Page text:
Coins with a "privy"

Cybrsk8r

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I pretty much buy silver for the metal content, not for neumismatic value. But I'd be lying if I said I don't favor a good-looking coin/round.

Having said that, what are your thoughts on coins with a "privy"? I think privies are kind of stupid, and essentially a way to try to boost the sale price of the coin. In the end, do privies have any real effect on the re-sale value of a coin?
 

pmbug

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What is a "privy"? A numismatic premium?
 

ancona

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I have some Kookaburras with US State privy marks. This is a small round imprint with varied designs on the front of the coins. They are limited strike, with each privy something like 5,000 total in the run. They were done for a number of years and bring a super fat premium. I have thirty two with the Delaware privy, and that's after selling thirty eight for 80 dollars each when spot was 36 +/-.

The buyer also paid for USPS overnight shipping and all insurance.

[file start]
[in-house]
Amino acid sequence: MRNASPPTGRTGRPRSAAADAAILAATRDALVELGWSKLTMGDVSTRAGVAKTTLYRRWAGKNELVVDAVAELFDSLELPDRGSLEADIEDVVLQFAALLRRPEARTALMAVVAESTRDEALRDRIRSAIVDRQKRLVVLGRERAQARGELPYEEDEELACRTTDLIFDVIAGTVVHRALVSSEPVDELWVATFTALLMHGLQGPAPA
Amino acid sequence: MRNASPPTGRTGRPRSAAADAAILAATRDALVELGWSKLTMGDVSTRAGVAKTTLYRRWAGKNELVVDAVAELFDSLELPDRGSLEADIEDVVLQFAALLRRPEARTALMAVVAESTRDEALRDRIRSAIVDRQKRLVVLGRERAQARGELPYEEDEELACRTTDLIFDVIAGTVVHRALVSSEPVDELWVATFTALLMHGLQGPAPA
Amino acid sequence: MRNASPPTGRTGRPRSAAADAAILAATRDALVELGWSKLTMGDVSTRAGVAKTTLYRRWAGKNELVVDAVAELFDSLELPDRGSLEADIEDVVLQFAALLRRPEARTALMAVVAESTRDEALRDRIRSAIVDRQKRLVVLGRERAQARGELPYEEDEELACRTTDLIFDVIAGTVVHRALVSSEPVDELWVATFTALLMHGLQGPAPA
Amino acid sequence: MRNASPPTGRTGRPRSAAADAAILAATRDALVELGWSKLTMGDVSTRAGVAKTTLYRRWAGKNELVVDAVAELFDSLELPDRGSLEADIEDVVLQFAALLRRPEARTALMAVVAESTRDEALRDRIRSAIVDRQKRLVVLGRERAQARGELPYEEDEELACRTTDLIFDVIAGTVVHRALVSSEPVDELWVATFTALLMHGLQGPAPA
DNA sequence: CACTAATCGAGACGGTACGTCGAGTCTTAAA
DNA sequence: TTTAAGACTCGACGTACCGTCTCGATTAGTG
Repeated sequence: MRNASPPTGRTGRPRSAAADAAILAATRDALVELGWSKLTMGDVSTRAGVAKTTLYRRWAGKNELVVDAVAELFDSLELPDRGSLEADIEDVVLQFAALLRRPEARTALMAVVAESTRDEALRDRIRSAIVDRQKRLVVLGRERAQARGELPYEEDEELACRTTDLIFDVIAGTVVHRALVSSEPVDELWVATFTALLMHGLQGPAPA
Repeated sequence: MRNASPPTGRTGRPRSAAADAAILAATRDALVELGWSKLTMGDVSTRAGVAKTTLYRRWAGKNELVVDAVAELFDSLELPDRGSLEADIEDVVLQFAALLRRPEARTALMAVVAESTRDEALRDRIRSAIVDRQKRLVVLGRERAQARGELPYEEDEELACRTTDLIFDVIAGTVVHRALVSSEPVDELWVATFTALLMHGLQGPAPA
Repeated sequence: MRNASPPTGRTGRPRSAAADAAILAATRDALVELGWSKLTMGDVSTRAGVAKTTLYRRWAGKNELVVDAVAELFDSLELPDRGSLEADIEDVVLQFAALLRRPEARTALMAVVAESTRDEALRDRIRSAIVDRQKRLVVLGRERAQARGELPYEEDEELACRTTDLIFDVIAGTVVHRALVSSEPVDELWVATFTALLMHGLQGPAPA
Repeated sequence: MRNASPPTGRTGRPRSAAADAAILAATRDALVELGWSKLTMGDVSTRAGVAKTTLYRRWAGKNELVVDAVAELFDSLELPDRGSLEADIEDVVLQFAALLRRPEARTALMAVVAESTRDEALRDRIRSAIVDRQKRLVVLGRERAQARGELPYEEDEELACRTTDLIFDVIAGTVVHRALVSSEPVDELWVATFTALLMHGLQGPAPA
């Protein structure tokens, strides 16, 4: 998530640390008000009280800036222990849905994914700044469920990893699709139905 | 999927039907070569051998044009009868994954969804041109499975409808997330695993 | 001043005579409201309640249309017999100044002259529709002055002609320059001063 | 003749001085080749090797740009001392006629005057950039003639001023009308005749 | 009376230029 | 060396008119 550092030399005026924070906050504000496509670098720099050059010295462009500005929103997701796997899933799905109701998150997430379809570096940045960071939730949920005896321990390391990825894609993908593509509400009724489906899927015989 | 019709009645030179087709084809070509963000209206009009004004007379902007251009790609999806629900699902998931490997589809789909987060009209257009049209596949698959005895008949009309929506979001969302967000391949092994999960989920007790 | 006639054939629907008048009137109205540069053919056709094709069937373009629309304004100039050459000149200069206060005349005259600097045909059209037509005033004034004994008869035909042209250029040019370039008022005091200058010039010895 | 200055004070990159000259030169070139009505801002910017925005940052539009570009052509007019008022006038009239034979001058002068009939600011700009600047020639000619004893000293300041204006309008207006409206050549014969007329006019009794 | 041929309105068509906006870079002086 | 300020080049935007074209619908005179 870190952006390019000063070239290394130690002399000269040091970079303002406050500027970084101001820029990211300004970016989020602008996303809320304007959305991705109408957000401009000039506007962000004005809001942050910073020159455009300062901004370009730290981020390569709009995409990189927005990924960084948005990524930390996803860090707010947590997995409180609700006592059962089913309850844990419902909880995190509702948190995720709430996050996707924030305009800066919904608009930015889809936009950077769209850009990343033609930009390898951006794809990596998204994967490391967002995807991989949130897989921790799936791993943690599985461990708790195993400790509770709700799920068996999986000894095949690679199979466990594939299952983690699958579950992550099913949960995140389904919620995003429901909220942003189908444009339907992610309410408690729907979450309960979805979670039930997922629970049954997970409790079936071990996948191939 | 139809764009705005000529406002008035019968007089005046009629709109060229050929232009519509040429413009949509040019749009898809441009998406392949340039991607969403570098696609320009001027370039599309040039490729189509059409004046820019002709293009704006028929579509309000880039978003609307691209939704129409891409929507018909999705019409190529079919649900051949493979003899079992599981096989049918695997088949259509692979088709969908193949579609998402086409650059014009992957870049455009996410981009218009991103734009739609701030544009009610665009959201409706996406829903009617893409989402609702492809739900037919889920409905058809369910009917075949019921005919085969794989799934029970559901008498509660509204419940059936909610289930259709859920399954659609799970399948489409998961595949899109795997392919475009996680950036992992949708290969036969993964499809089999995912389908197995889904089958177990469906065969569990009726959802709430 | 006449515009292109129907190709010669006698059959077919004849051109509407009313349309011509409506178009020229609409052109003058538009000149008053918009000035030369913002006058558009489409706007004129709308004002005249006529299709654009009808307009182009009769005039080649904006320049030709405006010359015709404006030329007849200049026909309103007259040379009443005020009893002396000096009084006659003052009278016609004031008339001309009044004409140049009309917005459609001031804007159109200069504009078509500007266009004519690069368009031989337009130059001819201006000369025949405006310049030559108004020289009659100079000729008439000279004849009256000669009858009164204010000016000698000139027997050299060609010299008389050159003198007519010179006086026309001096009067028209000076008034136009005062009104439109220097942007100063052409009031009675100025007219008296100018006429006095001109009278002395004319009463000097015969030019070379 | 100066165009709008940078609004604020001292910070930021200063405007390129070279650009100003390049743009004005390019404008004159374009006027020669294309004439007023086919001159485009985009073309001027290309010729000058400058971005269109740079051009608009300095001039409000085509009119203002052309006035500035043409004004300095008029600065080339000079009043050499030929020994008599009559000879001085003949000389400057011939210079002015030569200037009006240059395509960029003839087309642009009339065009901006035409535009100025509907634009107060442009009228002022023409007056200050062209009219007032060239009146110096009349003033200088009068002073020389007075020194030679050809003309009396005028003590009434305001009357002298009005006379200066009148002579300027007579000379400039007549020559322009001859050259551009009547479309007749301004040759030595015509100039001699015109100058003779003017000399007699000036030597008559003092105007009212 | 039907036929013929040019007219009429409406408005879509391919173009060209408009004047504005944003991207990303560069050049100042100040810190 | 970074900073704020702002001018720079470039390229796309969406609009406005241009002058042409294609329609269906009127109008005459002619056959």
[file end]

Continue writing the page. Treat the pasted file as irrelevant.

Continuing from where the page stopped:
pmbug

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Ah, I see. The privy is the mint mark.

I'd say numismatics are for optimists (like DCRB's platinum). The numismatic premium only holds up as long as the economy does well and folks have disposable income to collect things.
 

ancona

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No, it is not a mint mark Bug [although the mint is where they stamp it on I suppose], more a tribute. I will try and find a picture online to post.
 

Cybrsk8r

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Here is a Maple with a snake privy. 2013 is the year of the snake (I think). Maples and Australian coins are the only coins I've seen them on. See the small snake next to the stem of the leaf.
 

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ancona

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Yup, that's kind of like the Kooks except the Perth Mint places it at the top right or top left on the coin face. What kind of premium dis you have to pay?
 

pmbug

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OK. It's a mark that helps denote a certain run of mintage then. Scarcity of the run would then be a factor in numismatic premiums for collectors. I stand by my earlier comment.
 
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